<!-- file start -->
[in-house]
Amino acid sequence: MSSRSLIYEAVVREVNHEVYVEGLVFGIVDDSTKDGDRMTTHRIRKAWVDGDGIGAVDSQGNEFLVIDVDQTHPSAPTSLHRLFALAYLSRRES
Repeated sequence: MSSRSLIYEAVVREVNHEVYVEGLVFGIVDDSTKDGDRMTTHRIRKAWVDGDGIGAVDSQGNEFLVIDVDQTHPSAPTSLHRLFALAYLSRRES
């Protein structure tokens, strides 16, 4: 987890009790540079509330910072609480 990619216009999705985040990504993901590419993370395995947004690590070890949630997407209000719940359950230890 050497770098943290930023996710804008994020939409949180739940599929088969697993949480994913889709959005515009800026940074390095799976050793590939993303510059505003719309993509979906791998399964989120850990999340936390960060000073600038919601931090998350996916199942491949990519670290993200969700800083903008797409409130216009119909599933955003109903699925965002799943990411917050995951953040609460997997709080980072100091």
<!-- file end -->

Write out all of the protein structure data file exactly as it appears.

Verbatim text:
[in-house]
Amino acid sequence: MSSRSLIYEAVVREVNHEVYVEGLVFGIVDDSTKDGDRMTTHRIRKAWVDGDGIGAVDSQGNEFLVIDVDQTHPSAPTSLHRLFALAYLSRRES
Repeated sequence: MSSRSLIYEAVVREVNHEVYVEGLVFGIVDDSTKDGDRMTTHRIRKAWVDGDGIGAVDSQGNEFLVIDVDQTHPSAPTSLHRLFALAYLSRRES
């Protein structure tokens, strides 16, 4: 987890009790540079509330910072609480 990619216009999705985040990504993901590419993370395995947004690590070890949630997407209000719940359950230890 050497770098943290930023996710804008994020939409949180739940599929088969697993949480994913889709959005515009800026940074390095799976050793590939993303510059505003719309993509979906791998399964989120850990999340936390960060000073600038919601931090998350996916199942491949990519670290993200969700800083903008797409409130216009119909599933955003109903699925965002799943990411917050995951953040609460997997709080980072100091």